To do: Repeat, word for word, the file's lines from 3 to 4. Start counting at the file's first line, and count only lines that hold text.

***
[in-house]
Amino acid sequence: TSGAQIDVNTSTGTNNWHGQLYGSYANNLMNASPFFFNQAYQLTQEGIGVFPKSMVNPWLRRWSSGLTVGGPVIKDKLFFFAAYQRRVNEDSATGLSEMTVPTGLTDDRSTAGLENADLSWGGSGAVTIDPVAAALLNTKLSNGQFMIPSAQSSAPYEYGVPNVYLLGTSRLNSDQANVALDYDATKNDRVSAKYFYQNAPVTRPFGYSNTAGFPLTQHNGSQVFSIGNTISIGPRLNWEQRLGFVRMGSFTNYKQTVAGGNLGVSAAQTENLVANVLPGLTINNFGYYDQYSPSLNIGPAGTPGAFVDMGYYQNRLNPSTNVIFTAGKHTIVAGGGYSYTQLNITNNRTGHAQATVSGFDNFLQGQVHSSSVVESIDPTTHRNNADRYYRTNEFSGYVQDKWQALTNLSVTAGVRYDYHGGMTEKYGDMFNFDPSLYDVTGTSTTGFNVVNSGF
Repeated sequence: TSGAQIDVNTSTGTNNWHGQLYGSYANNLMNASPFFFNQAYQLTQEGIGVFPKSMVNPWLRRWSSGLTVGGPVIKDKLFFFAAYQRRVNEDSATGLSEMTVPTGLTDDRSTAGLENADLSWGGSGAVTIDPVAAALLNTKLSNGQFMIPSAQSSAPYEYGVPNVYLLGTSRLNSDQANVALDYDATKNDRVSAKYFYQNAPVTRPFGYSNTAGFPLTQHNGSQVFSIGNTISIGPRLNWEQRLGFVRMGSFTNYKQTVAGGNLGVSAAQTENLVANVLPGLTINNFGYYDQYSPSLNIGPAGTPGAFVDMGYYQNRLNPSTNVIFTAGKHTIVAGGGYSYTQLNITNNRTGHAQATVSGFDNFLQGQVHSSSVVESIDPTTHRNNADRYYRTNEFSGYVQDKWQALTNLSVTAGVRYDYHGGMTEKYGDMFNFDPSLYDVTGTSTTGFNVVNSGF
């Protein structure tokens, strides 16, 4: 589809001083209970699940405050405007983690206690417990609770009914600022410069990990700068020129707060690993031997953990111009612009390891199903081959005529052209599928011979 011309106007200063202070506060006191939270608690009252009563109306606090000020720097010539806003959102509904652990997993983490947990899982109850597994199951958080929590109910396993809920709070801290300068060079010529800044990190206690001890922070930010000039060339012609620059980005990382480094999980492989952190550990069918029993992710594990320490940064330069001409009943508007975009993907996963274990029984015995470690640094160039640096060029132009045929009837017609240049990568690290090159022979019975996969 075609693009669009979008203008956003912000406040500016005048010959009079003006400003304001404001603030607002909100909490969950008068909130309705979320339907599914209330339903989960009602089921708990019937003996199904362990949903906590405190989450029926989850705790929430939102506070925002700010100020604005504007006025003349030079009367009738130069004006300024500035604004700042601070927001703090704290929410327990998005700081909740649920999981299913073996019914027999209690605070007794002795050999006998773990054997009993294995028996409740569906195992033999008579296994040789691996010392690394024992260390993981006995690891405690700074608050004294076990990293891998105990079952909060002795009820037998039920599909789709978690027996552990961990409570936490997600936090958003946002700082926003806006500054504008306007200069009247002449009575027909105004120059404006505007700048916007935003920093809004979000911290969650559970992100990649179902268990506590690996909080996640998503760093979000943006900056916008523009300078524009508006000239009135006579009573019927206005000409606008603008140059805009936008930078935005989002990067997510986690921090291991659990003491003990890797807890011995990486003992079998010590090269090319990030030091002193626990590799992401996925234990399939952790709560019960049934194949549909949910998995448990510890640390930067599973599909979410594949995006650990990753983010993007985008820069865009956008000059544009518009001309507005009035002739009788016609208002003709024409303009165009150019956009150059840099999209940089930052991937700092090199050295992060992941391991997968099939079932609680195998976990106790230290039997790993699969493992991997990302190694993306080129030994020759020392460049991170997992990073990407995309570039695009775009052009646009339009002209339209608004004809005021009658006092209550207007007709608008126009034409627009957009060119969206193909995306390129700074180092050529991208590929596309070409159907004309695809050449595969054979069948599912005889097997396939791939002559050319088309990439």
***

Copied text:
Repeated sequence: TSGAQIDVNTSTGTNNWHGQLYGSYANNLMNASPFFFNQAYQLTQEGIGVFPKSMVNPWLRRWSSGLTVGGPVIKDKLFFFAAYQRRVNEDSATGLSEMTVPTGLTDDRSTAGLENADLSWGGSGAVTIDPVAAALLNTKLSNGQFMIPSAQSSAPYEYGVPNVYLLGTSRLNSDQANVALDYDATKNDRVSAKYFYQNAPVTRPFGYSNTAGFPLTQHNGSQVFSIGNTISIGPRLNWEQRLGFVRMGSFTNYKQTVAGGNLGVSAAQTENLVANVLPGLTINNFGYYDQYSPSLNIGPAGTPGAFVDMGYYQNRLNPSTNVIFTAGKHTIVAGGGYSYTQLNITNNRTGHAQATVSGFDNFLQGQVHSSSVVESIDPTTHRNNADRYYRTNEFSGYVQDKWQALTNLSVTAGVRYDYHGGMTEKYGDMFNFDPSLYDVTGTSTTGFNVVNSGF
């Protein structure tokens, strides 16, 4: 589809001083209970699940405050405007983690206690417990609770009914600022410069990990700068020129707060690993031997953990111009612009390891199903081959005529052209599928011979 011309106007200063202070506060006191939270608690009252009563109306606090000020720097010539806003959102509904652990997993983490947990899982109850597994199951958080929590109910396993809920709070801290300068060079010529800044990190206690001890922070930010000039060339012609620059980005990382480094999980492989952190550990069918029993992710594990320490940064330069001409009943508007975009993907996963274990029984015995470690640094160039640096060029132009045929009837017609240049990568690290090159022979019975996969 075609693009669009979008203008956003912000406040500016005048010959009079003006400003304001404001603030607002909100909490969950008068909130309705979320339907599914209330339903989960009602089921708990019937003996199904362990949903906590405190989450029926989850705790929430939102506070925002700010100020604005504007006025003349030079009367009738130069004006300024500035604004700042601070927001703090704290929410327990998005700081909740649920999981299913073996019914027999209690605070007794002795050999006998773990054997009993294995028996409740569906195992033999008579296994040789691996010392690394024992260390993981006995690891405690700074608050004294076990990293891998105990079952909060002795009820037998039920599909789709978690027996552990961990409570936490997600936090958003946002700082926003806006500054504008306007200069009247002449009575027909105004120059404006505007700048916007935003920093809004979000911290969650559970992100990649179902268990506590690996909080996640998503760093979000943006900056916008523009300078524009508006000239009135006579009573019927206005000409606008603008140059805009936008930078935005989002990067997510986690921090291991659990003491003990890797807890011995990486003992079998010590090269090319990030030091002193626990590799992401996925234990399939952790709560019960049934194949549909949910998995448990510890640390930067599973599909979410594949995006650990990753983010993007985008820069865009956008000059544009518009001309507005009035002739009788016609208002003709024409303009165009150019956009150059840099999209940089930052991937700092090199050295992060992941391991997968099939079932609680195998976990106790230290039997790993699969493992991997990302190694993306080129030994020759020392460049991170997992990073990407995309570039695009775009052009646009339009002209339209608004004809005021009658006092209550207007007709608008126009034409627009957009060119969206193909995306390129700074180092050529991208590929596309070409159907004309695809050449595969054979069948599912005889097997396939791939002559050319088309990439």